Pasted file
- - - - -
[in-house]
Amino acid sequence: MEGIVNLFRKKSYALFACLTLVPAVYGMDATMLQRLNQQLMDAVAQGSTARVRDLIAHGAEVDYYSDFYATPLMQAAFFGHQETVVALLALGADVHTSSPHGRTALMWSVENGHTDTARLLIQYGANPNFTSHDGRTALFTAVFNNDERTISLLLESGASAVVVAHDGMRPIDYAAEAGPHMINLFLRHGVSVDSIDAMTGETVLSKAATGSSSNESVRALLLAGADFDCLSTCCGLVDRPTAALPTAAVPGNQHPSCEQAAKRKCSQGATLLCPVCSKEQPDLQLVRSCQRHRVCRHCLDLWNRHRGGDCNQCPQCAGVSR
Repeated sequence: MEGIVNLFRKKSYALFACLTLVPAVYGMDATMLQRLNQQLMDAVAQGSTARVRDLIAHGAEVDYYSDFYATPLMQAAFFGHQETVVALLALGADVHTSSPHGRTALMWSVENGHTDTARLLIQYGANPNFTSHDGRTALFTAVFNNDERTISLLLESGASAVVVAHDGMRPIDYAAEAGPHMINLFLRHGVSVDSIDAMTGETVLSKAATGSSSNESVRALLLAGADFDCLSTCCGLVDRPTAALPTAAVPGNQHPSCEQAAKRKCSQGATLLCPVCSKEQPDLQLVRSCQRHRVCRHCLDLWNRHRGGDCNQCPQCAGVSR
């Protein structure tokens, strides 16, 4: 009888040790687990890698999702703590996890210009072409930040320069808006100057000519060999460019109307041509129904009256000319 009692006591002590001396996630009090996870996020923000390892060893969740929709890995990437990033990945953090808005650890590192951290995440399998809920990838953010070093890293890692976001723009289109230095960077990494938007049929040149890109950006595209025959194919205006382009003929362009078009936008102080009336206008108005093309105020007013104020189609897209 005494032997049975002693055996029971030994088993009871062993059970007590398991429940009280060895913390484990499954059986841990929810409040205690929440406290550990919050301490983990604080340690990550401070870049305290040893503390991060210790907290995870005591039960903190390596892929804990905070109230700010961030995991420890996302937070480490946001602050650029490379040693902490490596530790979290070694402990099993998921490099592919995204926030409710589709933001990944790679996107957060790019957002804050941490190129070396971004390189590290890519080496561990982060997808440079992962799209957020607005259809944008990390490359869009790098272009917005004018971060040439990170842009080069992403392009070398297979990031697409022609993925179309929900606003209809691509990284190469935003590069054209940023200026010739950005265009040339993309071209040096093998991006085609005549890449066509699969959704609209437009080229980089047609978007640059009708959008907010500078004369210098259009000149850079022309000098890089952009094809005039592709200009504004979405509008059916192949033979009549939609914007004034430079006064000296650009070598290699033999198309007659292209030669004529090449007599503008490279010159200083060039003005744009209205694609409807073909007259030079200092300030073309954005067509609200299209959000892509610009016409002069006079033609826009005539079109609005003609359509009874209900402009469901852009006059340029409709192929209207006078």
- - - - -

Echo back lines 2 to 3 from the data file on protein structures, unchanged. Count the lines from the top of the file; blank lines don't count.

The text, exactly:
Amino acid sequence: MEGIVNLFRKKSYALFACLTLVPAVYGMDATMLQRLNQQLMDAVAQGSTARVRDLIAHGAEVDYYSDFYATPLMQAAFFGHQETVVALLALGADVHTSSPHGRTALMWSVENGHTDTARLLIQYGANPNFTSHDGRTALFTAVFNNDERTISLLLESGASAVVVAHDGMRPIDYAAEAGPHMINLFLRHGVSVDSIDAMTGETVLSKAATGSSSNESVRALLLAGADFDCLSTCCGLVDRPTAALPTAAVPGNQHPSCEQAAKRKCSQGATLLCPVCSKEQPDLQLVRSCQRHRVCRHCLDLWNRHRGGDCNQCPQCAGVSR
Repeated sequence: MEGIVNLFRKKSYALFACLTLVPAVYGMDATMLQRLNQQLMDAVAQGSTARVRDLIAHGAEVDYYSDFYATPLMQAAFFGHQETVVALLALGADVHTSSPHGRTALMWSVENGHTDTARLLIQYGANPNFTSHDGRTALFTAVFNNDERTISLLLESGASAVVVAHDGMRPIDYAAEAGPHMINLFLRHGVSVDSIDAMTGETVLSKAATGSSSNESVRALLLAGADFDCLSTCCGLVDRPTAALPTAAVPGNQHPSCEQAAKRKCSQGATLLCPVCSKEQPDLQLVRSCQRHRVCRHCLDLWNRHRGGDCNQCPQCAGVSR